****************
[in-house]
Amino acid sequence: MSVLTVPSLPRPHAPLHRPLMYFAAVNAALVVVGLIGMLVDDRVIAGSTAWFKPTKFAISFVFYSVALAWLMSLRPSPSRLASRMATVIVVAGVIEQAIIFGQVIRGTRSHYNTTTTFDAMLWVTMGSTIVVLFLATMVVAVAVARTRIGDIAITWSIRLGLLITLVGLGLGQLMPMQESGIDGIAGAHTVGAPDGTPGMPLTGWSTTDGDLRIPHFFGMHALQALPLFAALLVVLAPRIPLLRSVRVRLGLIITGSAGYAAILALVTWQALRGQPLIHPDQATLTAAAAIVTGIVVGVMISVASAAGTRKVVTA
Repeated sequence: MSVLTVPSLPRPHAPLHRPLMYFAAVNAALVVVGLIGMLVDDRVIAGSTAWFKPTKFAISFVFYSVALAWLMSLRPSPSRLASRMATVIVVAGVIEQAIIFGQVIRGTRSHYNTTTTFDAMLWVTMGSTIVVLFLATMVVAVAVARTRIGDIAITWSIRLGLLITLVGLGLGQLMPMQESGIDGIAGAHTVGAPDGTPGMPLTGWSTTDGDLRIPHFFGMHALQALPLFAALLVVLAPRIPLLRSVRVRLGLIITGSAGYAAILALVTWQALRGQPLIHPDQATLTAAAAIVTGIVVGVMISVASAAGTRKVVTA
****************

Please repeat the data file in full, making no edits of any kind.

[in-house]
Amino acid sequence: MSVLTVPSLPRPHAPLHRPLMYFAAVNAALVVVGLIGMLVDDRVIAGSTAWFKPTKFAISFVFYSVALAWLMSLRPSPSRLASRMATVIVVAGVIEQAIIFGQVIRGTRSHYNTTTTFDAMLWVTMGSTIVVLFLATMVVAVAVARTRIGDIAITWSIRLGLLITLVGLGLGQLMPMQESGIDGIAGAHTVGAPDGTPGMPLTGWSTTDGDLRIPHFFGMHALQALPLFAALLVVLAPRIPLLRSVRVRLGLIITGSAGYAAILALVTWQALRGQPLIHPDQATLTAAAAIVTGIVVGVMISVASAAGTRKVVTA
Repeated sequence: MSVLTVPSLPRPHAPLHRPLMYFAAVNAALVVVGLIGMLVDDRVIAGSTAWFKPTKFAISFVFYSVALAWLMSLRPSPSRLASRMATVIVVAGVIEQAIIFGQVIRGTRSHYNTTTTFDAMLWVTMGSTIVVLFLATMVVAVAVARTRIGDIAITWSIRLGLLITLVGLGLGQLMPMQESGIDGIAGAHTVGAPDGTPGMPLTGWSTTDGDLRIPHFFGMHALQALPLFAALLVVLAPRIPLLRSVRVRLGLIITGSAGYAAILALVTWQALRGQPLIHPDQATLTAAAAIVTGIVVGVMISVASAAGTRKVVTA